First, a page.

Reflective consciousness and the emergence of memes: Serial evolutionary pathways?
Publication Type:Journal Article
Source:Journal of Biosciences, Volume 27, Number 7, p.637–643 (2002)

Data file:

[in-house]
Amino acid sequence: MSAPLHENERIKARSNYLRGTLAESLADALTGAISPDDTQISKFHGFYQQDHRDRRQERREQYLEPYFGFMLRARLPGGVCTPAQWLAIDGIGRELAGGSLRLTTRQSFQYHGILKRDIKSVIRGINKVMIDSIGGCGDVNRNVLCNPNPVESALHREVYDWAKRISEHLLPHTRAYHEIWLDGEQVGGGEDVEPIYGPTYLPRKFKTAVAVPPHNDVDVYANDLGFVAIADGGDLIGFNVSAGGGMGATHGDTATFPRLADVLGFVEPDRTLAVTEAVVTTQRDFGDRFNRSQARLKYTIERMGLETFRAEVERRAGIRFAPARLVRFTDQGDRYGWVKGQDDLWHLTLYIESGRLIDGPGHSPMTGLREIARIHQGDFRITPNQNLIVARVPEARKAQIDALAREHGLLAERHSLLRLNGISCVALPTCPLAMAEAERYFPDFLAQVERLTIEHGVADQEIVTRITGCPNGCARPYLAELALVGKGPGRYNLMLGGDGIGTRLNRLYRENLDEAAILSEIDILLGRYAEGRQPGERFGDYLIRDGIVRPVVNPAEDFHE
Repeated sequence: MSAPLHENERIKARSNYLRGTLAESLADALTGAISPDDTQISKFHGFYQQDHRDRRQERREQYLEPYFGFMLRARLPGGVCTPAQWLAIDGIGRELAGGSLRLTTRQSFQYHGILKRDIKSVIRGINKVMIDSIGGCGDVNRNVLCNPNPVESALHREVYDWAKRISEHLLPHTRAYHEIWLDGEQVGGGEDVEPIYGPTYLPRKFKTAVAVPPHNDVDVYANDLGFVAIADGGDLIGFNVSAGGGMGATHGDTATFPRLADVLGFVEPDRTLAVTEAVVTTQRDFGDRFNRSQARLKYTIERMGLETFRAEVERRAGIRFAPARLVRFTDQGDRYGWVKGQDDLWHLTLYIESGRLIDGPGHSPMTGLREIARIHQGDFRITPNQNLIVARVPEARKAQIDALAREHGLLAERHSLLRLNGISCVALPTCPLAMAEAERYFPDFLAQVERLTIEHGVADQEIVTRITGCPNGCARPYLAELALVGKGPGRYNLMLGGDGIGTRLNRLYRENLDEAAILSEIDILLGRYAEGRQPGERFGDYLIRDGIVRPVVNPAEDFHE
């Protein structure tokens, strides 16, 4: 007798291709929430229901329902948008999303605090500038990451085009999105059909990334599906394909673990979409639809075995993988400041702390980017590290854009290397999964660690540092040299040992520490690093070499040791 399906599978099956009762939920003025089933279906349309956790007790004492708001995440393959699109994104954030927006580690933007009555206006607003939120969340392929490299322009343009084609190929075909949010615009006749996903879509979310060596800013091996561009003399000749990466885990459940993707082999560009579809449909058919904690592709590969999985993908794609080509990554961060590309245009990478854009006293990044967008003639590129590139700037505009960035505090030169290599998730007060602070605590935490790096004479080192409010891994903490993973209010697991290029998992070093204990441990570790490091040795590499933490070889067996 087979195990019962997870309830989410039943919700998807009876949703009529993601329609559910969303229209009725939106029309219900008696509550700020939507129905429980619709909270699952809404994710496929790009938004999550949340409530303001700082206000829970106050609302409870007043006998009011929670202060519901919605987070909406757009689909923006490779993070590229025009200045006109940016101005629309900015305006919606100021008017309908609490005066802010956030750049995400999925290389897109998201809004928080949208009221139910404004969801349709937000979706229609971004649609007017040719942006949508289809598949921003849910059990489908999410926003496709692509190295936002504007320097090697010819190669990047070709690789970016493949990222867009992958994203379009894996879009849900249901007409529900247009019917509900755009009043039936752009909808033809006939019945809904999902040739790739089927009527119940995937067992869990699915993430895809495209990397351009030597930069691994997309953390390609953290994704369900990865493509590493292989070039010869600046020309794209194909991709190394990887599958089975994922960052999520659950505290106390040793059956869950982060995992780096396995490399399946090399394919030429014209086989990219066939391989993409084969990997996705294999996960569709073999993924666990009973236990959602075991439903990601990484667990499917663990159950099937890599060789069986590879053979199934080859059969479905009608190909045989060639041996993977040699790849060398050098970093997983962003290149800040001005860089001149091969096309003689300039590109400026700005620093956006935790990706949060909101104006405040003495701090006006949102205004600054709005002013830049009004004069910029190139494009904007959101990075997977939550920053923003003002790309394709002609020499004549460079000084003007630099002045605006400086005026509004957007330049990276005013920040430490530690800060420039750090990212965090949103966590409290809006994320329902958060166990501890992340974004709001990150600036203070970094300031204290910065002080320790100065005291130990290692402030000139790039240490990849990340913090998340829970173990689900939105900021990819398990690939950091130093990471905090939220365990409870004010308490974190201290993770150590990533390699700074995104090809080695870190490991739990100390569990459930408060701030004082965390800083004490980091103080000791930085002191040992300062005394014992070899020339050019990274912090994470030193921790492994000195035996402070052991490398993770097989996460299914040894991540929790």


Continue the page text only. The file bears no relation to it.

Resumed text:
Among the most important questions that confront the scientific and philosophical understanding of the human mind, the exact role that consciousness plays in the way we perceive our external and internal worlds is one. We do not yet understand the biological mechanisms that underlie our conscious thoughts, our ability to reflect on our lives and on ourselves. What has also not been adequately understood are some closely related problems. These questions pertain to how consciousness evolved in the first place in the biological world, attained its present state of complexity and the directions in which it continues to evolve today, particularly in humans ?? the only species that everyone agrees is `conscious'. This essay discusses aspects of consciousness in non-human species, considers why reflective consciousness needed to evolve at all, and speculates about a likely evolutionary pathway that this form of consciousness may have generated in relatively recent times. I suggest that memes may have evolved to the fullest extent in humans, a species that is reflectively conscious, and that memetic fitness may be increasingly regulating the further evolution of the human race. I conclude with the example of altruism and point out that its evolution in humans is best explained by a memetic model.
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